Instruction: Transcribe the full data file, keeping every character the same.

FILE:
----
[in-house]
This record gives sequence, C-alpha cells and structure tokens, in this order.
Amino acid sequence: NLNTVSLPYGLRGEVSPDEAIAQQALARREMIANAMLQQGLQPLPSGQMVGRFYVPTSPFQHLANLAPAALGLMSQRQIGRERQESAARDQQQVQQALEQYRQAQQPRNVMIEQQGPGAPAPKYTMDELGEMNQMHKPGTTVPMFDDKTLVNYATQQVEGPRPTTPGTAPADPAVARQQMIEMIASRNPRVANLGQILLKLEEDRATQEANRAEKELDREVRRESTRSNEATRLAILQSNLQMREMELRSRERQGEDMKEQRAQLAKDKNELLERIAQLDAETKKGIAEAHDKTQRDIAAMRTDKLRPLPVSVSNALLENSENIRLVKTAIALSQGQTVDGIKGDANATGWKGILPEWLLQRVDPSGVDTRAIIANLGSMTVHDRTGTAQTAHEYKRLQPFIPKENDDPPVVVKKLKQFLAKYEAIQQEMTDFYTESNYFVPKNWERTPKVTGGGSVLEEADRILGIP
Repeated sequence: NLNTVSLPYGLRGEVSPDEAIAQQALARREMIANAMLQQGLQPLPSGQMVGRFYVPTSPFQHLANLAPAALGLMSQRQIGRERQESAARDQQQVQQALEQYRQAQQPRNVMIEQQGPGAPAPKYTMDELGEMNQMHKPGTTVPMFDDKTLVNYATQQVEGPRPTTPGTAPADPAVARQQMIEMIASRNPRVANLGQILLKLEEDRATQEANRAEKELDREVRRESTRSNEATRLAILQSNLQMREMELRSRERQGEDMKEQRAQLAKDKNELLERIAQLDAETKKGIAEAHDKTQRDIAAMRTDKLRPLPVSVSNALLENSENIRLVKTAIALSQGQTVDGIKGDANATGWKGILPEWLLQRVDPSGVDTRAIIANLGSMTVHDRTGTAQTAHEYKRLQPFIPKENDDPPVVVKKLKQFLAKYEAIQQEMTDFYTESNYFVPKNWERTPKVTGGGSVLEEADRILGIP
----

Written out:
[in-house]
This record gives sequence, C-alpha cells and structure tokens, in this order.
Amino acid sequence: NLNTVSLPYGLRGEVSPDEAIAQQALARREMIANAMLQQGLQPLPSGQMVGRFYVPTSPFQHLANLAPAALGLMSQRQIGRERQESAARDQQQVQQALEQYRQAQQPRNVMIEQQGPGAPAPKYTMDELGEMNQMHKPGTTVPMFDDKTLVNYATQQVEGPRPTTPGTAPADPAVARQQMIEMIASRNPRVANLGQILLKLEEDRATQEANRAEKELDREVRRESTRSNEATRLAILQSNLQMREMELRSRERQGEDMKEQRAQLAKDKNELLERIAQLDAETKKGIAEAHDKTQRDIAAMRTDKLRPLPVSVSNALLENSENIRLVKTAIALSQGQTVDGIKGDANATGWKGILPEWLLQRVDPSGVDTRAIIANLGSMTVHDRTGTAQTAHEYKRLQPFIPKENDDPPVVVKKLKQFLAKYEAIQQEMTDFYTESNYFVPKNWERTPKVTGGGSVLEEADRILGIP
Repeated sequence: NLNTVSLPYGLRGEVSPDEAIAQQALARREMIANAMLQQGLQPLPSGQMVGRFYVPTSPFQHLANLAPAALGLMSQRQIGRERQESAARDQQQVQQALEQYRQAQQPRNVMIEQQGPGAPAPKYTMDELGEMNQMHKPGTTVPMFDDKTLVNYATQQVEGPRPTTPGTAPADPAVARQQMIEMIASRNPRVANLGQILLKLEEDRATQEANRAEKELDREVRRESTRSNEATRLAILQSNLQMREMELRSRERQGEDMKEQRAQLAKDKNELLERIAQLDAETKKGIAEAHDKTQRDIAAMRTDKLRPLPVSVSNALLENSENIRLVKTAIALSQGQTVDGIKGDANATGWKGILPEWLLQRVDPSGVDTRAIIANLGSMTVHDRTGTAQTAHEYKRLQPFIPKENDDPPVVVKKLKQFLAKYEAIQQEMTDFYTESNYFVPKNWERTPKVTGGGSVLEEADRILGIP